As we celebrate the birth of our country, let us all strive to protect and promote the valuable contribution of faith to our nation by living out our faith in the public square and through the witness of our personal holiness. Let us support one of the inalienable freedoms guaranteed by our constitution – religious freedom. May we imitate the example of St. Thomas More, who was “the King’s good servant, but God’s first.” May God bless our country and strengthen it in protecting religious freedom!

Featured image by Joe Ravi via Wikipedia

COMING UP: Relativism: An obstacle to the pursuit of truth

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When I was a kid, my favorite television show was The Partridge Family. Mostly because I was completely enamored of the late David Cassidy, whom I was convinced I would marry some day. But also because the show featured just the kind of mildly corny humor a seven year old is inclined to enjoy.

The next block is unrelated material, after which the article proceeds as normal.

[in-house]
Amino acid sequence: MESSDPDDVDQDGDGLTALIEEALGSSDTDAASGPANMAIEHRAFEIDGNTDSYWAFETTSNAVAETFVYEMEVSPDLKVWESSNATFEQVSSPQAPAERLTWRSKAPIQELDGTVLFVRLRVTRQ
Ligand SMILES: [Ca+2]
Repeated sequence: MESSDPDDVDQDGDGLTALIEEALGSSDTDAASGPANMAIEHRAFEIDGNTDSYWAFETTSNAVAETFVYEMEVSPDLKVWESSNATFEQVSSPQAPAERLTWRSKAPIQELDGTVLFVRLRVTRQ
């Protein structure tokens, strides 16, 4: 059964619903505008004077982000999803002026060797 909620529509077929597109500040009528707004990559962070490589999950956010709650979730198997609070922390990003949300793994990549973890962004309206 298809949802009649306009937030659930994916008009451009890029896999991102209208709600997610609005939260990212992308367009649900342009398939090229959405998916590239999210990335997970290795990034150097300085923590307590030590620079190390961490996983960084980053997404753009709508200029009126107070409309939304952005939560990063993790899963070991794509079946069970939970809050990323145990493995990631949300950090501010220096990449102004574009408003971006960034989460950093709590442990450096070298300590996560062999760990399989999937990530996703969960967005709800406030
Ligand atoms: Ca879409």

I remember one joke in particular. Keith (David Cassidy) is trying to give big brotherly advice to Danny (Danny Bonaduce). He says “If you just believe, you can be anything you want to be.”

Danny responds, “Great! I want to be a black woman.” Laugh track ensues. Because everybody knows that a pale white, red-headed, freckle-faced kid cannot grow up to be a black woman.

I was thinking about that scene as I was listening to Bishop Robert Barron Feb. 6, giving a riveting talk on relativism to a packed house here in Denver. As he spoke about the philosophical underpinnings of relativistic thinking, I realized that joke couldn’t be told today. Because, as a society, we don’t seem to agree that race, gender, or just about anything else, are based in any kind of objective truth.